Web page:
4. Banks are withdrawing from car finance, but new firms are charging into the void:

This is a typical scenario in a financial sector when large institutions perceive increasing risk. They edge out of the riskiest parts of the market. In their place, smaller and less cautious firms move in to take up the slack. And in the last two years this is exactly what we can see happening:

5. Credit and affordability checks are too loose

Car finance underwriting is much looser than mortgage underwriting. The applications are completed by car dealer staff who frankly don’t care if you can afford the payments or not. If you believe all car salesman tell the truth, then good luck with that. The simple truth is that when the seller of finance is not the provider of that money, there will always be people erm, let’s say, stretching the truth in order to make the sale.

6. Consumers do not understand what they are buying

Finance is boring and complex to understand for many people. And when all they care about is getting their hands on that shiny new car, all rational sense can disappear. If I learned one thing after 20 years in the finance industry, it was that there’s only one number 99% of customers care about. It is simply ‘how much will this cost each month?’

This is perhaps the best example ever of blind ignorance – and it is skilfully exploited by finance providers with invisible collusion with car sales men and women. It’s only if we drill down into the detail that it becomes clear that even with a low monthly repayment, driving a brand new car is a very expensive way of getting about. Depreciation is the biggest cost component of new car ownership and if you borrow the money to pay for just the depreciation, you are not just losing the depreciation, you are also paying interest on that depreciation for the privilege.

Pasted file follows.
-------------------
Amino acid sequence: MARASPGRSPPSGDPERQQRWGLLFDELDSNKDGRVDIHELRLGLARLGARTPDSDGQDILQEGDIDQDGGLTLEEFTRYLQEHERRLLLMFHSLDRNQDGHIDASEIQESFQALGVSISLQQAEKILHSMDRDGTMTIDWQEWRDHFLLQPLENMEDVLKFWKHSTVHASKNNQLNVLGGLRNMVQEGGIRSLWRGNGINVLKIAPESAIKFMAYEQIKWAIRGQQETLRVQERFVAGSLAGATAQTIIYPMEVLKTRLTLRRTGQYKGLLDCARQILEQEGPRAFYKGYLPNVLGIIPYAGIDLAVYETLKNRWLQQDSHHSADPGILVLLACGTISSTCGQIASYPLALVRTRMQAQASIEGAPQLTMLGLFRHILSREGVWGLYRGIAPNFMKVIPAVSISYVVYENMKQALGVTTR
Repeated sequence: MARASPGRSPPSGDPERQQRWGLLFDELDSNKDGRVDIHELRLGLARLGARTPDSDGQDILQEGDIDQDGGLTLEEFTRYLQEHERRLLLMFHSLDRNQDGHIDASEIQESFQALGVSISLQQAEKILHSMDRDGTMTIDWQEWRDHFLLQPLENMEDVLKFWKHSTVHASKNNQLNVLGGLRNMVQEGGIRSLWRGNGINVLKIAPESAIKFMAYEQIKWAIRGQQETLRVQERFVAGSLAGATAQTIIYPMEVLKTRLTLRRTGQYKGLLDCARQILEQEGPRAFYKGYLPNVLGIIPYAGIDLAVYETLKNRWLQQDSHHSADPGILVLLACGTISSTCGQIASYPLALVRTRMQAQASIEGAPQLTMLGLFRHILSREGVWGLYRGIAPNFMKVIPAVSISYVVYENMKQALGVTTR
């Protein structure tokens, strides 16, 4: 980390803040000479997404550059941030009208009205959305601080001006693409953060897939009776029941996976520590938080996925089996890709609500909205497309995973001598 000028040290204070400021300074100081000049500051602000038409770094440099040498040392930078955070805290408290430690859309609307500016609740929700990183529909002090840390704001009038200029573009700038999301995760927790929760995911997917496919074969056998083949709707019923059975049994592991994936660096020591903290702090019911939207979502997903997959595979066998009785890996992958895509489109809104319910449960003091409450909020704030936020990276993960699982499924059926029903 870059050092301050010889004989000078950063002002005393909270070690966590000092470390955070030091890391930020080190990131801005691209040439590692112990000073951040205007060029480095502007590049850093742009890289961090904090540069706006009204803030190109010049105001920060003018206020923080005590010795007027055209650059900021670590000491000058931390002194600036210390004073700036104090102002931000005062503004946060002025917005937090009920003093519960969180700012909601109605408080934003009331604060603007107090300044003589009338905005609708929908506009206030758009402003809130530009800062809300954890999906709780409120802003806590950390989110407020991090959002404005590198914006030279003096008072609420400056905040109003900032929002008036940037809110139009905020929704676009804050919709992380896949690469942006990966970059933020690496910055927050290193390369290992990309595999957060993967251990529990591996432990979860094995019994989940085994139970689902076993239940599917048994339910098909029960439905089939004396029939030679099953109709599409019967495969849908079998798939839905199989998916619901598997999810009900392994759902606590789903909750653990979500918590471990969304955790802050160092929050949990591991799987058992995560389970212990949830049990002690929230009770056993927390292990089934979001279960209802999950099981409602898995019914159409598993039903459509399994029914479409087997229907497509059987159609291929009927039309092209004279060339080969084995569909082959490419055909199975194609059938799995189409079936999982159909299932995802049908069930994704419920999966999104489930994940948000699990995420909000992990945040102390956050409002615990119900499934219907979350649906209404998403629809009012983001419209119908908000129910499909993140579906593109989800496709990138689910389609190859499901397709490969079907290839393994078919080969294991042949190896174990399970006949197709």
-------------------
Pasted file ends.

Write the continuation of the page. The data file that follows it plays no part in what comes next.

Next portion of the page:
7. Loan portfolios are being securitised

Whilst some PCPs are provided by in-house manufacturer finance divisions, these are not growing their participation. A whole new sector of firms have sprung up to take advantage of this booming market.

This is a big problem for the simple reason that they have no money of their own to lend. In order to lend it to you, they must obtain this money by buying it on the wholesale money markets. And the cost they must pay for this depends on the market’s appetite for lending. Thanks to massive QE over recent years, right now, the markets are awash with funds and so money is both cheap and plentiful. This money oversupply means inevitably that it gets treated less cautiously than when times are tight.

But there is a bigger issue which has worrying echoes of what happened with subprime mortgages in 2007-8. PCPs, just like sub-prime mortgages are being bundled up and sold on to institutional investors. Sensible car loans and risky ones are being bundled up together and sold. For the originators of these loans (the finance firms), this is a neat way to get the risk off their balance sheet and their income flows turbocharged. But this is also what I believe will ultimately crash the market. Because the moment confidence is dented in the quality of these loan portfolios, there will be panic and a rush for the exits. And we are already on the path to this because: